NEW YORK (CNNMoney.com) -- Most of Bernard Madoff's victims have two things in common: a) they'd never heard of the Ponzi schemer before he was arrested nearly two years ago and b) they're not eligible to get any of their money back.
That's because the majority of Madoff's victims did not invest directly in his firm. They invested in third-party feeder funds, and therefore don't qualify for the financial protections extended to direct investors.
"I think it's grossly unfair," said Peter J. Leveton of Boulder, Colo., who counts himself as one of the more than 200 "indirect investors" who lost money to Agile Funds, a feeder fund for Madoff. "Virtually none of the Agile investors knew that any portion of our money was going into the Madoff organization."
So far, 16,394 claims have been filed by investors who claim to have lost money in Madoff's Ponzi scheme, according to the office of Irving Picard, the trustee appointed by federal bankruptcy court to recover and distribute stolen assets.
The majority of the claims -- 13,054, or nearly 80% of the total -- have been denied, according to the trustee. Most of these denied claims -- some 10,299 -- were shot down because the claimants are considered "third party" investors that put their money into feeder funds, rather than directly in Madoff's firm.
This detail is essential in getting money back from the seized assets, or in becoming eligible for insurance coverage from the Securities Investor Protection Corp., the organization that restores lost assets to investors burned by bankruptcy or fraud.
"The third party folks did not have an account with the Madoff brokerage firm," said SIPC Chief Executive Steve Harbeck. "They invested in some other entity that opened an account with the Madoff firm. That entity is a customer and will get whatever it's entitled to."
So while the feeder funds could be eligible for financial protection from SIPC, their investors are not.
Kenneth Springer, a certified fraud examiner and former special agent of the Federal Bureau of Investigation, said this is a case of caveat emptor -- let the buyer beware.
"When you go to a feeder fund, it's up to you to make sure that they're doing what [you] think they're doing," said Springer, president of Corporate Solutions and co-author of "Digging for Disclosure: Tactics for Protecting Your Firm's Assets from Swindlers, Scammers and Imposters."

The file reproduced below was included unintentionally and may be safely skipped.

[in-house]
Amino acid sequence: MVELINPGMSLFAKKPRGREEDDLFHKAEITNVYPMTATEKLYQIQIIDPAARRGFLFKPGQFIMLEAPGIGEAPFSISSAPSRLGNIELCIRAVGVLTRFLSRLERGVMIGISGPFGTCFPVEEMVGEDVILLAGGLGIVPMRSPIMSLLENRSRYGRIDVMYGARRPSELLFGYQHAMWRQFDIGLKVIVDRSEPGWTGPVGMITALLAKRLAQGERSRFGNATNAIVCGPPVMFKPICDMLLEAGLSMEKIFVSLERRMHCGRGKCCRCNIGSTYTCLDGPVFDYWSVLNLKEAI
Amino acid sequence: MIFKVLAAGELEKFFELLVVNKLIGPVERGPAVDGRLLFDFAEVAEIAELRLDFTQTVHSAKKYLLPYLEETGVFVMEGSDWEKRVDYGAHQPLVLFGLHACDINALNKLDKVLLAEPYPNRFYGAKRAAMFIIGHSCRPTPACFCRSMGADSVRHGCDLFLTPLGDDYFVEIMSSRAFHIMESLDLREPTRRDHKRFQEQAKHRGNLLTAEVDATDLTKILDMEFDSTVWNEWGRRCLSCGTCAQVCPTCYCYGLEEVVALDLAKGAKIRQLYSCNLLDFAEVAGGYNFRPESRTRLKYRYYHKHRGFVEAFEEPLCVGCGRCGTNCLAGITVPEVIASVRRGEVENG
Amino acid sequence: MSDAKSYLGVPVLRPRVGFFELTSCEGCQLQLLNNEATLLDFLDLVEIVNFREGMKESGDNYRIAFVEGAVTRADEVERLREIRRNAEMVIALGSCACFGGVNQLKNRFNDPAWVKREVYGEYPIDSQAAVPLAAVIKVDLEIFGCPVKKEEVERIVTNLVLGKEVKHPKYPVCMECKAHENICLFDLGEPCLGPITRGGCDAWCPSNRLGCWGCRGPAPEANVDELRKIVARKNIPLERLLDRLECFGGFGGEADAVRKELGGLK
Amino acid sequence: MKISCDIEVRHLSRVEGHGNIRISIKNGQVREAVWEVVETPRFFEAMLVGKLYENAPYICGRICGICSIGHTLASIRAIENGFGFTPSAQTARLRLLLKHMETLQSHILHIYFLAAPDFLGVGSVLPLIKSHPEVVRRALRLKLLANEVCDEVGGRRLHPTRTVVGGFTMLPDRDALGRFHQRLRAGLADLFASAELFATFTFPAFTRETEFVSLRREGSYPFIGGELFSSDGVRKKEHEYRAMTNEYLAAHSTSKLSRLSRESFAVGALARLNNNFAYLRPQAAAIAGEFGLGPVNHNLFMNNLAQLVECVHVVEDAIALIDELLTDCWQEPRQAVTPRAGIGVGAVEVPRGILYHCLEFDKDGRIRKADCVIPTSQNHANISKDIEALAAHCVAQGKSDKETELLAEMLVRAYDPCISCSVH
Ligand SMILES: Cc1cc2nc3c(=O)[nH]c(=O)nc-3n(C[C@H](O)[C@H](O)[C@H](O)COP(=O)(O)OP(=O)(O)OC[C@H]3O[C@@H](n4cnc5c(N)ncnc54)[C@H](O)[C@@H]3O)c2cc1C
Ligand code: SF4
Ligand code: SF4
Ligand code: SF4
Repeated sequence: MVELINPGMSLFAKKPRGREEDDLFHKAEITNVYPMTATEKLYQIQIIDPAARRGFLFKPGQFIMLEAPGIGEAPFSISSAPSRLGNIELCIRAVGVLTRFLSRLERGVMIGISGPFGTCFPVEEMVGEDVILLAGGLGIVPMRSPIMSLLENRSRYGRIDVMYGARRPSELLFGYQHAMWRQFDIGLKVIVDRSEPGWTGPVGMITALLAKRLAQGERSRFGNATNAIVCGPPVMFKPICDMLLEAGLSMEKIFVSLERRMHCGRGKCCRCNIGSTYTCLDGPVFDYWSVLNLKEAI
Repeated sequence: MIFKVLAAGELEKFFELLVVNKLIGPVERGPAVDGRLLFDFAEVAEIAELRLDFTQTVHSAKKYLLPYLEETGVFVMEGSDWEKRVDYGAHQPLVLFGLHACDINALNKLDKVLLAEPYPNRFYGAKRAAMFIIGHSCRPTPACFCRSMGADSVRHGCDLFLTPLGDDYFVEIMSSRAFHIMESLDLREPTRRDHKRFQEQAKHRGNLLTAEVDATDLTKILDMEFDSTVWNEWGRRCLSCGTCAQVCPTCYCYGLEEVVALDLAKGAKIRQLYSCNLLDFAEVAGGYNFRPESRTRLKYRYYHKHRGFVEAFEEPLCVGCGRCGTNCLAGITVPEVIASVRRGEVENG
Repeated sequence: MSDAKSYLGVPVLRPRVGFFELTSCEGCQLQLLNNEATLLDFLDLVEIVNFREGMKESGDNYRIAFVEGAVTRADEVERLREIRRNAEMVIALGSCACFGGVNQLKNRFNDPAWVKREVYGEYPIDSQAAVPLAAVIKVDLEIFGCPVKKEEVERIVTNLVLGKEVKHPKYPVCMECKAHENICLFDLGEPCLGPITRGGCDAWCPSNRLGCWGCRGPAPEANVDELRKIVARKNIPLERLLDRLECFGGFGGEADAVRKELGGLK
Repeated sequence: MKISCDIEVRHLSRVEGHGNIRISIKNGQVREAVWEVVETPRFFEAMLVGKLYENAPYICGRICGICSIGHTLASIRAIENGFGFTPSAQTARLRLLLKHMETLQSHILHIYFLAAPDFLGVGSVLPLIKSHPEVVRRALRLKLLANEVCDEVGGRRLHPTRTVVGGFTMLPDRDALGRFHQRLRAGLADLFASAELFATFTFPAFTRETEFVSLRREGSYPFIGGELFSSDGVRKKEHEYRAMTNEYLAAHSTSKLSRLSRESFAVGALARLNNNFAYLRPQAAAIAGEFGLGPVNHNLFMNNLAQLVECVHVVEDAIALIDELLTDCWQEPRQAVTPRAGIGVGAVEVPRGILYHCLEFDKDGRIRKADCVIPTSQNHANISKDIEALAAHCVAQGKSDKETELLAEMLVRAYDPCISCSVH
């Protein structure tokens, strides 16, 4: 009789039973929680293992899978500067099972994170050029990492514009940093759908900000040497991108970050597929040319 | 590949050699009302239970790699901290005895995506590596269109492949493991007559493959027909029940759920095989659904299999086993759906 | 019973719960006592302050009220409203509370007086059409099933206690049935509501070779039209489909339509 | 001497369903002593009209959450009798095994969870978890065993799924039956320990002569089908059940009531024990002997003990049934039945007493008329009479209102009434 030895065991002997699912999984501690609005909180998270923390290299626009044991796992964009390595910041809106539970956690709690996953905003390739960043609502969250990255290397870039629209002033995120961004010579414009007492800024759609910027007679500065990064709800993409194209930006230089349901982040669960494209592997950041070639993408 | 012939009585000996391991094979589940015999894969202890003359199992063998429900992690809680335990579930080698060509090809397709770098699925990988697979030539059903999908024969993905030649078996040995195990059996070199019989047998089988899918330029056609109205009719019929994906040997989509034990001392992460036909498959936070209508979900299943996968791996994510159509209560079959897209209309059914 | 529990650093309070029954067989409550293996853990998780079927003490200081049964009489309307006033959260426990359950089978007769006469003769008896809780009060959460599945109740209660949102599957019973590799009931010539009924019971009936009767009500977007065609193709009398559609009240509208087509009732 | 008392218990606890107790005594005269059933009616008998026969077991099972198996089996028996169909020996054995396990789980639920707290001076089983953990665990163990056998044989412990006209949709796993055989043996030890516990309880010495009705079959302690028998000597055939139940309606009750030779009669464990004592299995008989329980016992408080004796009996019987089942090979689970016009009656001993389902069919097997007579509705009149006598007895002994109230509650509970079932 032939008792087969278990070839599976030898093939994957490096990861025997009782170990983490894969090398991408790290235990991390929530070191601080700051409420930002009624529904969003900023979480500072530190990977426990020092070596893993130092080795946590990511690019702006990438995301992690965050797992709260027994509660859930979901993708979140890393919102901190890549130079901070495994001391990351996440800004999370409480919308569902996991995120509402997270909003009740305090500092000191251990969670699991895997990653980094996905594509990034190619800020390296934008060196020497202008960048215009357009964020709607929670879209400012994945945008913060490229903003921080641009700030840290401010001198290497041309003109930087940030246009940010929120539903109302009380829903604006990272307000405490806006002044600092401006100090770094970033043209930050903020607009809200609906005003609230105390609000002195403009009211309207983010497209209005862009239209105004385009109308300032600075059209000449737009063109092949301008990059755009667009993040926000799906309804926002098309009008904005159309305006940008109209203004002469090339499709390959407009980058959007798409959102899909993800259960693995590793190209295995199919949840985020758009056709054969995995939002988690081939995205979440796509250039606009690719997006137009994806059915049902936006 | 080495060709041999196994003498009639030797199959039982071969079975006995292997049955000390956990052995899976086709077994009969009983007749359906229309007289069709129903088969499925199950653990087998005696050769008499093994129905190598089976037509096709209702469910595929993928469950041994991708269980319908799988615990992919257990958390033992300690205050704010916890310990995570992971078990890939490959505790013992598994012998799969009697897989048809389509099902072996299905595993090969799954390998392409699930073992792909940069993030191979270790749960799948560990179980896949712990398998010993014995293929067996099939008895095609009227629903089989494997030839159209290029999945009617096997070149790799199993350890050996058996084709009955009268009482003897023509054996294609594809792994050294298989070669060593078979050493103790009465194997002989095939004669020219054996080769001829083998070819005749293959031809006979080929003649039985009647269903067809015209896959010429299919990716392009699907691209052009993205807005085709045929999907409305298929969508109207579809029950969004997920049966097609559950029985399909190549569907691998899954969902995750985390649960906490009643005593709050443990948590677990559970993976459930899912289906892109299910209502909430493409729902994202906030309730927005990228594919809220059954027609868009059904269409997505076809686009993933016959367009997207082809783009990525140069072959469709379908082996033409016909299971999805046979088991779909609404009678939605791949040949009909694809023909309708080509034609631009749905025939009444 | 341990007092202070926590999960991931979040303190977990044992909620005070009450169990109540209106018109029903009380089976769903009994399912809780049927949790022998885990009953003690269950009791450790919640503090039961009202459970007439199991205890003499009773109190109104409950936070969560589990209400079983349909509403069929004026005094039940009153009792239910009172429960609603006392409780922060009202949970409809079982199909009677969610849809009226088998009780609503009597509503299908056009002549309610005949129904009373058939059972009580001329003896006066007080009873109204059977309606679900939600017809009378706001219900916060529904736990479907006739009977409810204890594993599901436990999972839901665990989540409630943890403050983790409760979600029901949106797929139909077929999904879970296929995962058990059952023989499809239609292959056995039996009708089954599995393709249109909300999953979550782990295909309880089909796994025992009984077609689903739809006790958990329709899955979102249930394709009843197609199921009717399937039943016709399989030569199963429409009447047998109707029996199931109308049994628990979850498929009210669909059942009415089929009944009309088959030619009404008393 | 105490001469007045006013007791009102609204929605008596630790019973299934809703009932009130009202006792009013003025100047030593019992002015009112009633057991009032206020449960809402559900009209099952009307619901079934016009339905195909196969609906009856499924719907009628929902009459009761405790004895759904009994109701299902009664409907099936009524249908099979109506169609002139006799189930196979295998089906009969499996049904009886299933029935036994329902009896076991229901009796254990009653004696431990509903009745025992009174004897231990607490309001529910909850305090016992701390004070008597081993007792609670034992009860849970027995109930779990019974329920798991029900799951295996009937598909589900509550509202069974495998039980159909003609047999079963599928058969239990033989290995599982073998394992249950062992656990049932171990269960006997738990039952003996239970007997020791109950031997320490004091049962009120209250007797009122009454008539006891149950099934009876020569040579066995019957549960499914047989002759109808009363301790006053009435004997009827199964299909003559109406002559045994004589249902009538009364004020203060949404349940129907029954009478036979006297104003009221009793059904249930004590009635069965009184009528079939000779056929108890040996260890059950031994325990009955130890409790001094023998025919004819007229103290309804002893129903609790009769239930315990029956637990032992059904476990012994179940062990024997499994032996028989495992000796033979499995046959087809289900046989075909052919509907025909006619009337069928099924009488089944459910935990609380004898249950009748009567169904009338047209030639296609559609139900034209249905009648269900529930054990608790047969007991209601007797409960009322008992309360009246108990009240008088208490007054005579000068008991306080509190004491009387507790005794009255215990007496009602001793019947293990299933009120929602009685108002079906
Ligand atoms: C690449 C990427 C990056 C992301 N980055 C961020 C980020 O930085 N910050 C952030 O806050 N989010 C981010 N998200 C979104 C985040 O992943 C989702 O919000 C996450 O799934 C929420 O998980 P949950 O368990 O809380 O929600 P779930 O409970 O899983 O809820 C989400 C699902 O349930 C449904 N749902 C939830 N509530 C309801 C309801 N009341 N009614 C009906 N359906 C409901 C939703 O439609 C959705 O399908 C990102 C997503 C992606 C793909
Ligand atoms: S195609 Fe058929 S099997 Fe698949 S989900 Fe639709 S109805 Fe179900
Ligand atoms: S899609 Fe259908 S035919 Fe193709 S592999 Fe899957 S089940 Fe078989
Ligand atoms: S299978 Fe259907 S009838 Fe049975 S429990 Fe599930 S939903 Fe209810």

"There's a whole lot of things that should have been uncovered by the feeder funds," he said. "But unfortunately with Madoff, you didn't see as many red flags as you did with Allen Stanford and other [alleged Ponzi scammers]."
SIPC provides a line of protection of up to $500,000 to eligible investors who lost money. The trustee has declared 2,355 investors to be eligible for more than $766 million in SIPC funds. This averages to about $325,000 per eligible investor.
SIPC-eligible investors who lost more than $500,000 must reclaim the rest of their damages from assets seized from Madoff's estate.
But they're unlikely to get all of their money back. So far, the trustee has recognized about $5.1 billion in claims that fit this description -- more than triple the amount of recovered assets that would be used to compensate them. About $1.5 billion of Madoff's estate has been recovered so far, according to the trustee. These assets will be awarded pro rata -- in proportion to what the investors put in and to what was recovered.
Meanwhile, the second anniversary of Madoff's arrest, which occurred on Dec. 11, 2008, is fast approaching. He's been incarcerated in federal prison since March, 2009, when he pleaded guilty to orchestrating the most massive Ponzi scheme in history while masquerading as a brilliant investor. He was sentenced to 150 years.
While Madoff languishes in prison, Leveton is organizing with other feeder fund investors to try to get Congress to change SIPC requirements. He wants the protection to be extended to the so-called "third parties" who unknowingly invested in Madoff and other Ponzi schemes.
Sumner Redstone, the media mogul who controls Viacom and CBS, is at the center of a legal dispute. One side says he is practically unable to make decisions for himself. The other says he is "engaged and attentive." More
Gold futures hit a low of $1,051.60 an ounce, yet another reminder of just how out of favor gold has become since its all-time high of nearly $1,890 in 2011. More
Watsi crowdfunds donations to cover healthcare costs of those in need. And it's seeing a surprising trend: micro-donations via the popular Chinese social networking app, WeChat. More
Shoppers around the country braved the crowds to get their hands on the best Black Friday deals. More